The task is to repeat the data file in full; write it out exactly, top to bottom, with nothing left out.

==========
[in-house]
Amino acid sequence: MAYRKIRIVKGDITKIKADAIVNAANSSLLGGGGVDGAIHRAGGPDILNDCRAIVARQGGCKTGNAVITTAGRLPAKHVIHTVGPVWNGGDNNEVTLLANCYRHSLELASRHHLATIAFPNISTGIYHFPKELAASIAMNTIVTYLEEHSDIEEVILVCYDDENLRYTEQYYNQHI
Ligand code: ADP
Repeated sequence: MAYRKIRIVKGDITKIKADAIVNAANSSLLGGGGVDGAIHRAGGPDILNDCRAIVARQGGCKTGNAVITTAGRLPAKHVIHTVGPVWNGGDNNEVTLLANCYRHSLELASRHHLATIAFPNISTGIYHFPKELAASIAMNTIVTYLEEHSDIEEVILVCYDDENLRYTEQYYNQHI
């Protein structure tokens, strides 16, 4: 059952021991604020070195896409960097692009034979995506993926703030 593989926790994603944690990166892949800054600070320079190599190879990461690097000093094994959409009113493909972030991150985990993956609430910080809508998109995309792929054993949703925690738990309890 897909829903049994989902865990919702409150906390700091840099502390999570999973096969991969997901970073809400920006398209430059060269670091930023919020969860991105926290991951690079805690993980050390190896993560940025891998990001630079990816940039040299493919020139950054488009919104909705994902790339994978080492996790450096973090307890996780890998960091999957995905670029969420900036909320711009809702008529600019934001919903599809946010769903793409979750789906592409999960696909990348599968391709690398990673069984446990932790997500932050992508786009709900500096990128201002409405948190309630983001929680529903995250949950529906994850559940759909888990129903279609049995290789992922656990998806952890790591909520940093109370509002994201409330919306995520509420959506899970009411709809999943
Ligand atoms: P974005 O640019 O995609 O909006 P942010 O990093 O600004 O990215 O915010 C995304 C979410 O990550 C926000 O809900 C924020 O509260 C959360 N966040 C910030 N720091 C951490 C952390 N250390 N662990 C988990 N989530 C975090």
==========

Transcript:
[in-house]
Amino acid sequence: MAYRKIRIVKGDITKIKADAIVNAANSSLLGGGGVDGAIHRAGGPDILNDCRAIVARQGGCKTGNAVITTAGRLPAKHVIHTVGPVWNGGDNNEVTLLANCYRHSLELASRHHLATIAFPNISTGIYHFPKELAASIAMNTIVTYLEEHSDIEEVILVCYDDENLRYTEQYYNQHI
Ligand code: ADP
Repeated sequence: MAYRKIRIVKGDITKIKADAIVNAANSSLLGGGGVDGAIHRAGGPDILNDCRAIVARQGGCKTGNAVITTAGRLPAKHVIHTVGPVWNGGDNNEVTLLANCYRHSLELASRHHLATIAFPNISTGIYHFPKELAASIAMNTIVTYLEEHSDIEEVILVCYDDENLRYTEQYYNQHI
């Protein structure tokens, strides 16, 4: 059952021991604020070195896409960097692009034979995506993926703030 593989926790994603944690990166892949800054600070320079190599190879990461690097000093094994959409009113493909972030991150985990993956609430910080809508998109995309792929054993949703925690738990309890 897909829903049994989902865990919702409150906390700091840099502390999570999973096969991969997901970073809400920006398209430059060269670091930023919020969860991105926290991951690079805690993980050390190896993560940025891998990001630079990816940039040299493919020139950054488009919104909705994902790339994978080492996790450096973090307890996780890998960091999957995905670029969420900036909320711009809702008529600019934001919903599809946010769903793409979750789906592409999960696909990348599968391709690398990673069984446990932790997500932050992508786009709900500096990128201002409405948190309630983001929680529903995250949950529906994850559940759909888990129903279609049995290789992922656990998806952890790591909520940093109370509002994201409330919306995520509420959506899970009411709809999943
Ligand atoms: P974005 O640019 O995609 O909006 P942010 O990093 O600004 O990215 O915010 C995304 C979410 O990550 C926000 O809900 C924020 O509260 C959360 N966040 C910030 N720091 C951490 C952390 N250390 N662990 C988990 N989530 C975090």